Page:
Videos: Sustainable and integrated pest management practices for nurseries

IPM videos
Sustainable nursery and IPM practices videos are now available online!

University of Georgia and University of Florida have partnered to produce a series of short videos to help nursery producers to better understand and to more effectively use sustainable practices.

You can find the list of videos and view them here.

For more information on this project visit this site.

One of the latest videos covers Integrated Pest Management (IPM). The video includes an overview of IPM including sanitation, irrigation and sustainable pest management. See the IPM video here.

Other topics are listed below. Visit the home site to view these videos.

  • General Sustainability / Introduction
  • Container Production
  • Energy Efficiency
  • Fertilization
  • General Irrigation
  • General Production
  • Integrated Pest Management (IPM)
  • Runoff Management & Reclaimed Water Use
  • Recycling and Re-purposing
  • Substrates

Information taken from the Southeast Ornamental Horticulture Production and IPM blog.

Apps help identify invasive pests

Clint Thompson, news editor with the UGA College of Agricultural and Environmental Sciences

http://apps.bugwood.org/apps.html

Is there an unwanted invasive insect or plant on your farm or in your garden that you don’t recognize? The University of Georgia College of Agricultural and Environmental Sciences has an app for that.

Invasive species trackers at the UGA Center for Invasive Species and Ecosystem Health have developed a suite of apps to help farmers, forestry personnel and home gardeners identify strange unwanted invasive pests. They can now identify their problem invasive pests in the field, rather than breaking away to sit down at a computer and look it up.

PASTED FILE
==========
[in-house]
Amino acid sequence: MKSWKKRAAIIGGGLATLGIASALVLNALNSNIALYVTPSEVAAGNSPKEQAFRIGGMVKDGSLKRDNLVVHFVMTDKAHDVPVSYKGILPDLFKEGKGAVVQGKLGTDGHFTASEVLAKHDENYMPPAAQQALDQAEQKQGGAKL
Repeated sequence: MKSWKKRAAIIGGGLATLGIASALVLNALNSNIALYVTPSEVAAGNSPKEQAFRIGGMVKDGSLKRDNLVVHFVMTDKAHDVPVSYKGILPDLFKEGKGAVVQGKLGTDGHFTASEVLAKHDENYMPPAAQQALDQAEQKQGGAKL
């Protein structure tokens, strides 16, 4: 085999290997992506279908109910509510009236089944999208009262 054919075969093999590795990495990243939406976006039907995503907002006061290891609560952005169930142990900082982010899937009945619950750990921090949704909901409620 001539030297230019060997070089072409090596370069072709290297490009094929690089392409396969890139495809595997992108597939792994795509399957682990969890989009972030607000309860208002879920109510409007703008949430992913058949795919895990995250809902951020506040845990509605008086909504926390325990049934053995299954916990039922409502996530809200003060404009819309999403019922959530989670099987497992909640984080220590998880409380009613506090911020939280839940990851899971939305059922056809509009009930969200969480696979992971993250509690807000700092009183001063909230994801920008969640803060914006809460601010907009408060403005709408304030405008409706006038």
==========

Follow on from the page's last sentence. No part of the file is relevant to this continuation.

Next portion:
Apps developed by the center’s technology director Chuck Bargeron and his co-workers provide direct links to different databases specializing in informing and educating the public about invasive species, those not native to an area that has been introduced and causing damage to agriculture and forestry. Such species include the kudzu bug that munches on soybeans and the spotted wing drosophila which affects blueberry crops.

“For the IOS platform, we’ve had more than 25,000 downloads of apps. The most successful one was the first one we did which was for Florida, which was focused primarily on pythons in south Florida. It’s probably been the most successful because it had the most press coverage when it first came out,” Bargeron said.

The app is one of 17 the center has developed. It provides different apps for different parts of the country because, for example, farmers in the Western United States aren’t concerned with the same species that growers in the Southeast are concerned with. Working a regional perspective allows users to focus on species in their geographic area.

Bargeron and members of the Center for Invasive Species and Ecosystem Health have had great success with database web-based resources of information, especially after the pictures image archive were added to the website in 2001. When Keith Douce and David Moorhead, — co-directors of the center formally known as Bugwood Network, — launched the website in 2001 they added pictures from 35mm slides. Approximately 3,500 pictures were available. As more and more people began using the website and recognizing its value, they started sharing their own pictures. The database of pictures increased greatly in the 12 years since the website was started. Now, more than 200,000 pictures from more than 2,000 photographers are in the systems database.

These resources have also changed the way forestry and agriculture classes are taught. An entomology professor at Texas A&M told Douce the resources caused him to completely restructure how he teaches his classes.

According to Douce, the center website generated 9.3 million users last year and 260 million hits.

For more information, visit the website at bugwood.org.

Popular press articles